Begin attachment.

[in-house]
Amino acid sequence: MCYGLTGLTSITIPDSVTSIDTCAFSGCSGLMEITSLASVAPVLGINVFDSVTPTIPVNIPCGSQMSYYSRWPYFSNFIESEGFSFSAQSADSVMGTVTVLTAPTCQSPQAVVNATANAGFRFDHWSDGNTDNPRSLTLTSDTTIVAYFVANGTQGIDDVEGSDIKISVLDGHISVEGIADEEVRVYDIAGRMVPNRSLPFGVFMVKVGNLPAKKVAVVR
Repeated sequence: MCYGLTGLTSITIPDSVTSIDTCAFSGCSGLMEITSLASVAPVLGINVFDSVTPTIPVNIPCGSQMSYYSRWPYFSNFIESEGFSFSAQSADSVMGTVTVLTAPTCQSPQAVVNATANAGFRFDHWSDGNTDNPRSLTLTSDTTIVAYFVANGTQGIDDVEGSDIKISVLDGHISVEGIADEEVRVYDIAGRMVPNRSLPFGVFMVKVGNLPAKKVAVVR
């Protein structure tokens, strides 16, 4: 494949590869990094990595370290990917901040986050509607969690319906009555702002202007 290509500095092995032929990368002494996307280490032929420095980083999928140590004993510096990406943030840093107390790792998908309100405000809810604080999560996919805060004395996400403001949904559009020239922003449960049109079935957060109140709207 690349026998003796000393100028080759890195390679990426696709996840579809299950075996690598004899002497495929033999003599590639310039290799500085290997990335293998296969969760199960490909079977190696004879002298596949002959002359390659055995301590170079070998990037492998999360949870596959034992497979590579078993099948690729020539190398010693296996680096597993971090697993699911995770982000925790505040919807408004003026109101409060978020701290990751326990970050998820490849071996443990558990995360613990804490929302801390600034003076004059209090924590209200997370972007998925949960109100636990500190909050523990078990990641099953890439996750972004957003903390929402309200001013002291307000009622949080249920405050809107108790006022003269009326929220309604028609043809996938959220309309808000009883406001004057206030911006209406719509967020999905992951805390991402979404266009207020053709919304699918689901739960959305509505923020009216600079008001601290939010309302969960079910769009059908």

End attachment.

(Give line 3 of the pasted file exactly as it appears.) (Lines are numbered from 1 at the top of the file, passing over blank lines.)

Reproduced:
Repeated sequence: MCYGLTGLTSITIPDSVTSIDTCAFSGCSGLMEITSLASVAPVLGINVFDSVTPTIPVNIPCGSQMSYYSRWPYFSNFIESEGFSFSAQSADSVMGTVTVLTAPTCQSPQAVVNATANAGFRFDHWSDGNTDNPRSLTLTSDTTIVAYFVANGTQGIDDVEGSDIKISVLDGHISVEGIADEEVRVYDIAGRMVPNRSLPFGVFMVKVGNLPAKKVAVVR